Tag: Monday blogs

NaNoWriMo Sustained Story Mind

“William Faulkner’s conviction that the writer’s duty is “to help man endure by lifting his heart” comes to mind — storytelling is still literature’s greatest duty.” Susan Sontag, Sontag on Storytelling, BrainPickings

Thoughts of my writing friends moved me to write this morning. Shout out to my friend, poet, scientist, and animal lover, Briahn. Another shout to Redwood Writers, a branch of the California Writers Club. We need inspiring and thought-provoking quotes. I hope you find in this post a kernel of encouragement.

I am a storyteller writing novel-length fiction.

Like most of you, I continue reading a variety of nonfiction in the form of news, writing craft advice, history, and biography. This day I find myself charmed by a post on BrainPickings.  BrainPickings brings together both sides of my mind. Currently, it is the only email subscription I read daily. You might want to pop over and steal a few minutes to read the full post.

“Be serious.” By which I meant: Never be cynical. And which doesn’t preclude being funny.” Susan Sontag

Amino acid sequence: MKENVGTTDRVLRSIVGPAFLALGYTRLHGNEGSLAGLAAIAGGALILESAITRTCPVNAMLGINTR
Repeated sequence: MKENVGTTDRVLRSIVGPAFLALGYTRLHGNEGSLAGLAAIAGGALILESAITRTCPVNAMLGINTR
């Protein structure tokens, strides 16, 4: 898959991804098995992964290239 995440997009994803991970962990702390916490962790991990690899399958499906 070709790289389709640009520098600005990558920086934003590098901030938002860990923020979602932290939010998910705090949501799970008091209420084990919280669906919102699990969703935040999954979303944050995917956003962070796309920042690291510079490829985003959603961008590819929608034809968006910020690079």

“Serious fiction writers think about moral problems practically. They tell stories. They narrate. They evoke our common humanity in narratives with which we can identify, even though the lives may be remote from our own. They stimulate our imagination. The stories they tell enlarge and complicate — and, therefore, improve — our sympathies. They educate our capacity for moral judgment.”

Hi-fve or low fi, I love music.
You’ve got dog music?

By the way, I have thrown caution to the winds and jumped into my third National Novel Writing Month. Although I “won” the two years I entered, this year seems a wilder breast to get a handle on. On one hand, it does not matter if I write a 50,000-word manuscript again in thirty days but on the other, I want my Dog Leader Mysteries book two in good shape to go in 2018. Book one in the series sits on the editor’s desk, and hopefully, I will have a final draft off to copyeditors early next year.

Remember, it is not how many words you write.

Think of it as how many story arc’s you keep. Only keep the parts of story action, theme, and words in your story that matter. The revision comes much later. Keep writing forward in your first draft,  add all the details the story needs.